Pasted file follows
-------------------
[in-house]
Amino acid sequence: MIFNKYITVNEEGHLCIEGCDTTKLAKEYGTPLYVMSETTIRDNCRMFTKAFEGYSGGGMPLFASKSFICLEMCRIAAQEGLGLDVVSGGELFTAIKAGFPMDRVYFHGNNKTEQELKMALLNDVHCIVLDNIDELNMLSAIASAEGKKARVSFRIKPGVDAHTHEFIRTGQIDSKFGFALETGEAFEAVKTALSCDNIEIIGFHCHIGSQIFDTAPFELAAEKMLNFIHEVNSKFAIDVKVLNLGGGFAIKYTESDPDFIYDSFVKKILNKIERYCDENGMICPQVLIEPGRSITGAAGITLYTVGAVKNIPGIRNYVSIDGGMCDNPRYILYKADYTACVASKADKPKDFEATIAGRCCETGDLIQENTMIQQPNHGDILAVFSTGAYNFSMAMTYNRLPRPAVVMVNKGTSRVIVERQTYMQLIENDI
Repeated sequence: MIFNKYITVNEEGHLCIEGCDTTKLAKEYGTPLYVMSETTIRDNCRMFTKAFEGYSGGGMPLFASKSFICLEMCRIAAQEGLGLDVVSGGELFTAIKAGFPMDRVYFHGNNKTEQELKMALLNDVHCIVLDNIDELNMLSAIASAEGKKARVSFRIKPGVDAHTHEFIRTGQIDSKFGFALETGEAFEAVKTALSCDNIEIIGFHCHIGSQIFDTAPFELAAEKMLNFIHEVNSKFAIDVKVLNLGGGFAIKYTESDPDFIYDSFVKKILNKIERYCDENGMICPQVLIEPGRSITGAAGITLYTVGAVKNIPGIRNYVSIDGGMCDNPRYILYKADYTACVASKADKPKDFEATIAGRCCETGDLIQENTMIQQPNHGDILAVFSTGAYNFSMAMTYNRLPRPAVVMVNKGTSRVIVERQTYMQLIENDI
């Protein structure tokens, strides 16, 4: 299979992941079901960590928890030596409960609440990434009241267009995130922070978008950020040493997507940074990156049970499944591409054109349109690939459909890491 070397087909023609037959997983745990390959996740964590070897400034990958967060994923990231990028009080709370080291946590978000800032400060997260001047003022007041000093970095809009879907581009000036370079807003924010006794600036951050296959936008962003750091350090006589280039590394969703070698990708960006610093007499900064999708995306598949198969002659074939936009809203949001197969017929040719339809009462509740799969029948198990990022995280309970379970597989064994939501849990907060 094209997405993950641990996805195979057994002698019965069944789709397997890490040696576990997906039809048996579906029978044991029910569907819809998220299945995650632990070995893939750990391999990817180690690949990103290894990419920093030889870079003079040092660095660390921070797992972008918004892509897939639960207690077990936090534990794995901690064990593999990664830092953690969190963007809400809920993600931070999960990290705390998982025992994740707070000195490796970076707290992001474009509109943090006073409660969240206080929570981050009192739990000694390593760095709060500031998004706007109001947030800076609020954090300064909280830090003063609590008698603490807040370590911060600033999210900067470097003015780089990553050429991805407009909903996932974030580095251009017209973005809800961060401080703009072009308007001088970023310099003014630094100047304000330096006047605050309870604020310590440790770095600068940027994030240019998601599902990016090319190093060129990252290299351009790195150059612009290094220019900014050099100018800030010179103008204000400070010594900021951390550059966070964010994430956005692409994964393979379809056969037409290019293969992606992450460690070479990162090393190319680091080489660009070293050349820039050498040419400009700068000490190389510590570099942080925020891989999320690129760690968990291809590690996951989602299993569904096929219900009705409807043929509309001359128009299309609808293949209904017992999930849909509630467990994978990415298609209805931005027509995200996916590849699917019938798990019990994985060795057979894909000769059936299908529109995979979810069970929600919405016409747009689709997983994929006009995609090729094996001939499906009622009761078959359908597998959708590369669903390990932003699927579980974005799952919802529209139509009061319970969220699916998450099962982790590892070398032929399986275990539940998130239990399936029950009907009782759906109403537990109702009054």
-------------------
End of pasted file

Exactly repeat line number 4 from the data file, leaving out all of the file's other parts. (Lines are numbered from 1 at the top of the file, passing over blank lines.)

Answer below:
């Protein structure tokens, strides 16, 4: 299979992941079901960590928890030596409960609440990434009241267009995130922070978008950020040493997507940074990156049970499944591409054109349109690939459909890491 070397087909023609037959997983745990390959996740964590070897400034990958967060994923990231990028009080709370080291946590978000800032400060997260001047003022007041000093970095809009879907581009000036370079807003924010006794600036951050296959936008962003750091350090006589280039590394969703070698990708960006610093007499900064999708995306598949198969002659074939936009809203949001197969017929040719339809009462509740799969029948198990990022995280309970379970597989064994939501849990907060 094209997405993950641990996805195979057994002698019965069944789709397997890490040696576990997906039809048996579906029978044991029910569907819809998220299945995650632990070995893939750990391999990817180690690949990103290894990419920093030889870079003079040092660095660390921070797992972008918004892509897939639960207690077990936090534990794995901690064990593999990664830092953690969190963007809400809920993600931070999960990290705390998982025992994740707070000195490796970076707290992001474009509109943090006073409660969240206080929570981050009192739990000694390593760095709060500031998004706007109001947030800076609020954090300064909280830090003063609590008698603490807040370590911060600033999210900067470097003015780089990553050429991805407009909903996932974030580095251009017209973005809800961060401080703009072009308007001088970023310099003014630094100047304000330096006047605050309870604020310590440790770095600068940027994030240019998601599902990016090319190093060129990252290299351009790195150059612009290094220019900014050099100018800030010179103008204000400070010594900021951390550059966070964010994430956005692409994964393979379809056969037409290019293969992606992450460690070479990162090393190319680091080489660009070293050349820039050498040419400009700068000490190389510590570099942080925020891989999320690129760690968990291809590690996951989602299993569904096929219900009705409807043929509309001359128009299309609808293949209904017992999930849909509630467990994978990415298609209805931005027509995200996916590849699917019938798990019990994985060795057979894909000769059936299908529109995979979810069970929600919405016409747009689709997983994929006009995609090729094996001939499906009622009761078959359908597998959708590369669903390990932003699927579980974005799952919802529209139509009061319970969220699916998450099962982790590892070398032929399986275990539940998130239990399936029950009907009782759906109403537990109702009054």